Never Say That
You’ve heard of lapsed Catholics? I’m a lapsed OCD sufferer … or a broken one—I don’t obsessively make lists, but I do find myself drawn to them. Needing to read them. Whether it’s the stupidest reasons a network TV show got cancelled or the 15 most hypo-allergenic pygmy goats.
Maybe I’m OCD adjacent.
Whatever the term, yesterday I was reading a list called “50 Things You Should Never Say to a Child.” They had all the things you’d expect, like never tell a child that if she doesn’t eat her Brussels sprouts, you’ll lock her in the cellar, and “That’s what I get for flipping a coin at the adoption agency.”
Anyhow, it got me thinking that there are things you should never say to writers. Where’s our list? Many of us are adopted, and opinions vary wildly when it comes to Brussels sprouts.
Oh well. If you want something done right …
Here are a few things you should never say to writers:
- Good things come to those who wait. Okay, I wrote that as an example and had this overwhelming urge to punch myself. There is no good analogy that explains just how much writers hate waiting. And talking about waiting to writers is right up there on the sensitivity scale with, “Besides that Mrs. Lincoln, how’d you like the play?”
- That’s nice, but I’m really not much of a reader. That one’s a little like going to the Super Bowl wearing a shirt that says, The Only Real Football Is Soccer. When the crown gets done with you, you’ll wish I locked you in the basement for not eating vegetables.
- You’ve been doing this for how long, and you’re not published yet? That’s like stabbing someone with a waiting question, twisting the knife, and breaking it off in the wound. Imagine you just had rotator cuff surgery—your shoulder is a delicate, tender rainbow of bruises, and the girl or guy you had the biggest crush on in high school is sitting behind you, tapping the most sensitive area over and over with a ballpeen hammer, and with each blow they give you another reason you were too pathetic for them to go out with you. If that’s what the question does to us, imagine what we want to do to you for asking it.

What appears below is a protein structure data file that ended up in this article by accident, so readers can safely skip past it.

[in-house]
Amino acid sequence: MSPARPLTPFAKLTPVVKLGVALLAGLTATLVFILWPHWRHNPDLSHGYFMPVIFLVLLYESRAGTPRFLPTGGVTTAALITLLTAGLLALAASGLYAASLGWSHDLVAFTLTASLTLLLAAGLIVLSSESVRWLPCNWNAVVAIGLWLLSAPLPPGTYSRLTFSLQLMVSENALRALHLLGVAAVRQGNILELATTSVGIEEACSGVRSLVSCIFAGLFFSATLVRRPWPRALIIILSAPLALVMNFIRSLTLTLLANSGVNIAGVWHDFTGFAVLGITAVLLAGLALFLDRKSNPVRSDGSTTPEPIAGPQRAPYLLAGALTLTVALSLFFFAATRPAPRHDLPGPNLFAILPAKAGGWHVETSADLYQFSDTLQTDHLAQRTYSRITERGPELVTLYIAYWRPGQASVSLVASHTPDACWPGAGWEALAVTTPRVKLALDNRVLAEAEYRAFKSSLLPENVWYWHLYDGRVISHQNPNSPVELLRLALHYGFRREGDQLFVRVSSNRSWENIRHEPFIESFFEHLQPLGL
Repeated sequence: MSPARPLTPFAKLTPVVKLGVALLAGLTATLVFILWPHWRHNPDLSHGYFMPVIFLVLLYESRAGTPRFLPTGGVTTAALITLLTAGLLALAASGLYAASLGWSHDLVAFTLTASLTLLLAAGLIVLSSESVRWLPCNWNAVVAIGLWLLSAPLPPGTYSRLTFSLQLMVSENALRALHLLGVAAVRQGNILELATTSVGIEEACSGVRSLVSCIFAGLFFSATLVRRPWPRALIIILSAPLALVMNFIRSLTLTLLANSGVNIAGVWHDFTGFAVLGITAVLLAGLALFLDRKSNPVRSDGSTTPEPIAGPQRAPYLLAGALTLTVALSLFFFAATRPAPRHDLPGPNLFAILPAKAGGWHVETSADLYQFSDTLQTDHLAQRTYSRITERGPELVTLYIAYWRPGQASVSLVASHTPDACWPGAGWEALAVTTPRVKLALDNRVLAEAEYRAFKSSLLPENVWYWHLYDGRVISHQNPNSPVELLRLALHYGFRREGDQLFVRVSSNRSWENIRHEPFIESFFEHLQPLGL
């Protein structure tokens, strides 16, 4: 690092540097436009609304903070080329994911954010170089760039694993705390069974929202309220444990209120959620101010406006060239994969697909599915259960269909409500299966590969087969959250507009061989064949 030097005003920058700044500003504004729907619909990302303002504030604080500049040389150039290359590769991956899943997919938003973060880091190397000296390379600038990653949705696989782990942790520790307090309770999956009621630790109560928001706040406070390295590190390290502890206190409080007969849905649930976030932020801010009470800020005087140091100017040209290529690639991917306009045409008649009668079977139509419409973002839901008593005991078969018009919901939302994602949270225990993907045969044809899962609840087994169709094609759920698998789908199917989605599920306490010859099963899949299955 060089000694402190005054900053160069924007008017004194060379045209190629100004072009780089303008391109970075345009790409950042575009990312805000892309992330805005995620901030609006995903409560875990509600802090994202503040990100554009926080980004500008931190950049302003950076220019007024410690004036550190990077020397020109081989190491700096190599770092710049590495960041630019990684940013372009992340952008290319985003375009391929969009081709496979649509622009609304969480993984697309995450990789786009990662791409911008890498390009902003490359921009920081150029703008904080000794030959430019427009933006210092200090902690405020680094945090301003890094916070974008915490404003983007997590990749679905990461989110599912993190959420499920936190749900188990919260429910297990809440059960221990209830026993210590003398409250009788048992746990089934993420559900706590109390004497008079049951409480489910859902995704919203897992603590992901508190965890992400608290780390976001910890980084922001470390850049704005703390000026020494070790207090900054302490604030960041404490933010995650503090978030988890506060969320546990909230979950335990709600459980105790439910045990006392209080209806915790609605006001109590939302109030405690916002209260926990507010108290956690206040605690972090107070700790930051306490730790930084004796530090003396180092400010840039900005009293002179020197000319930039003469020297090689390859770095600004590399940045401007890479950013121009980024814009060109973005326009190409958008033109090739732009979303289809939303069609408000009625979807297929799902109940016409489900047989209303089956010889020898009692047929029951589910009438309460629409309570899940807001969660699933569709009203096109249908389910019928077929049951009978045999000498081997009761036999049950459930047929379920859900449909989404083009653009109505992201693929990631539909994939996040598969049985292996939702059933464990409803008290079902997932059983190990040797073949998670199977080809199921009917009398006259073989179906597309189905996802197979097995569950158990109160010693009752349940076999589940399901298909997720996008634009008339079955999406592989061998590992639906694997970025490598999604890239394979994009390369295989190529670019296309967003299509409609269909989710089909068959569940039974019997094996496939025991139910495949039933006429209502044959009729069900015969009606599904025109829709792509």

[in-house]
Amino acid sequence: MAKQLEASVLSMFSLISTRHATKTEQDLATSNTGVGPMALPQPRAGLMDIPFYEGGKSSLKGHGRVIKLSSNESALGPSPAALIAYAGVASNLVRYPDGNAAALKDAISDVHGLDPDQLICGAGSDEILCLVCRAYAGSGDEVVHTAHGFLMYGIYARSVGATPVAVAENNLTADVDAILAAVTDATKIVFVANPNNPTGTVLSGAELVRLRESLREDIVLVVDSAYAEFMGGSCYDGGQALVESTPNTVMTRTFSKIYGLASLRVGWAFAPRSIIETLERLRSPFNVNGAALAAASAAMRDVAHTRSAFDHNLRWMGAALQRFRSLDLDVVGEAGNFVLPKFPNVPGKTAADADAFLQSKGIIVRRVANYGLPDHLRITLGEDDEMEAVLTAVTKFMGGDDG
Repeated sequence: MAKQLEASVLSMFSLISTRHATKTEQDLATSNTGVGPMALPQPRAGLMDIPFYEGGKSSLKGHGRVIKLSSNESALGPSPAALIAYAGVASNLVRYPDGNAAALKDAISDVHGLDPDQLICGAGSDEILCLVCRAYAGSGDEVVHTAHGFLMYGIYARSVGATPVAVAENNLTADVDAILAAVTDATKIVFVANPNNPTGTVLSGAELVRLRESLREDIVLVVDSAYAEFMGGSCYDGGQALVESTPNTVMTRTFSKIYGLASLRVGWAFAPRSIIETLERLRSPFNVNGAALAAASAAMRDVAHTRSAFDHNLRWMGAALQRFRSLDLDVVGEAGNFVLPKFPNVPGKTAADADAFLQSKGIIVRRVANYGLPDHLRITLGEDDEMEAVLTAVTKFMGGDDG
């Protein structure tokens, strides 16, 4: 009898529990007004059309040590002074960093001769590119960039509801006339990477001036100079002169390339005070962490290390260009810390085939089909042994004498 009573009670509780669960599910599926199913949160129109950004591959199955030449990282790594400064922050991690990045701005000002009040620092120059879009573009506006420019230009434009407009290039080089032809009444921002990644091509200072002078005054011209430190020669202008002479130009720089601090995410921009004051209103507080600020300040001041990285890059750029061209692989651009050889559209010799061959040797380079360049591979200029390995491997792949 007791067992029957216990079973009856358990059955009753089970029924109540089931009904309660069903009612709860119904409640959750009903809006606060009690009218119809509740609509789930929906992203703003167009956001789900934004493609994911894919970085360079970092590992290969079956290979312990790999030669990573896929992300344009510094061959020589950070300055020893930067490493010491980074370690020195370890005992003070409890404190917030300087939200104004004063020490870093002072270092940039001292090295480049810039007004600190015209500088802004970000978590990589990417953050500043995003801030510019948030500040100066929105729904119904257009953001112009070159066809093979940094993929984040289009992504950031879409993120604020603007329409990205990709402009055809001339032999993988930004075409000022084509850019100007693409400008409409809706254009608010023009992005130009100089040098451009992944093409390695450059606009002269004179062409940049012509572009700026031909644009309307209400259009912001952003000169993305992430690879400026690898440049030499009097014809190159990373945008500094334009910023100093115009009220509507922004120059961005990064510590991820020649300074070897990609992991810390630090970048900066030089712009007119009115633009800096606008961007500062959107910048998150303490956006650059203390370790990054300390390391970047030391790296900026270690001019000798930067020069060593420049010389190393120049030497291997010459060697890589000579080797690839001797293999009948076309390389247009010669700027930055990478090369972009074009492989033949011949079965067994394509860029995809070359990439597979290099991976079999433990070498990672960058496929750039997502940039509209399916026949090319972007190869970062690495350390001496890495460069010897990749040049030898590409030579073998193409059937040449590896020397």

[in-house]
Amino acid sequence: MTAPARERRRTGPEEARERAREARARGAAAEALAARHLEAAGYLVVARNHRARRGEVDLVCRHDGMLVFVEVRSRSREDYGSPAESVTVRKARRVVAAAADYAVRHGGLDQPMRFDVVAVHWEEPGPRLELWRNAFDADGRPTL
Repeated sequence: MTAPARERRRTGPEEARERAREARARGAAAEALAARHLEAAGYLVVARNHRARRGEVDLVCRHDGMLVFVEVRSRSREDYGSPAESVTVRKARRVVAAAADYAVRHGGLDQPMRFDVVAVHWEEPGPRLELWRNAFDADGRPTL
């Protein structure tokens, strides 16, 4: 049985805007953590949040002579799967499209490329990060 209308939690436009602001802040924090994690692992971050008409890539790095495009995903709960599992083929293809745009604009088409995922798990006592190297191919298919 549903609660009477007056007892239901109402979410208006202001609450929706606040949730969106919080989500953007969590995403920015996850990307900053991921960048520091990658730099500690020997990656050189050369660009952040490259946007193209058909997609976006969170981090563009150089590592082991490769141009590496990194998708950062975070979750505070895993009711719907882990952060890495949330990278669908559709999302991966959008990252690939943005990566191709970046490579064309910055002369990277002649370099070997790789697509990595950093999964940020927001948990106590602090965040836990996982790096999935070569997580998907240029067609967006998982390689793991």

- I’ve thought about writing a book when I retire (or win the lottery). And when I retire, I’ve thought about trying brain surgery. How hard can it be—wanna be my first patient?
- I’ve got a great idea for a book. How about you write it, and we split the profits. Let me get this straight. You got drunk and sidled up to me at a party because the person you were hitting on had some sense and told you to get lost. You corner me and spit-whisper two sentences from the last TV show you remembered, and I’m supposed to sweat blood over it for six months to two years and give you money? Who mixed your drinks and where can I get one? ’Cause it’s obviously taken you to a magical place.
- You write anything I’d know about? Those hors d’eouvres you’ve been snorting down like cheap cocaine on sale? I wrote the check that paid for them.
Get outta my house.
I got people in the cellar to feed.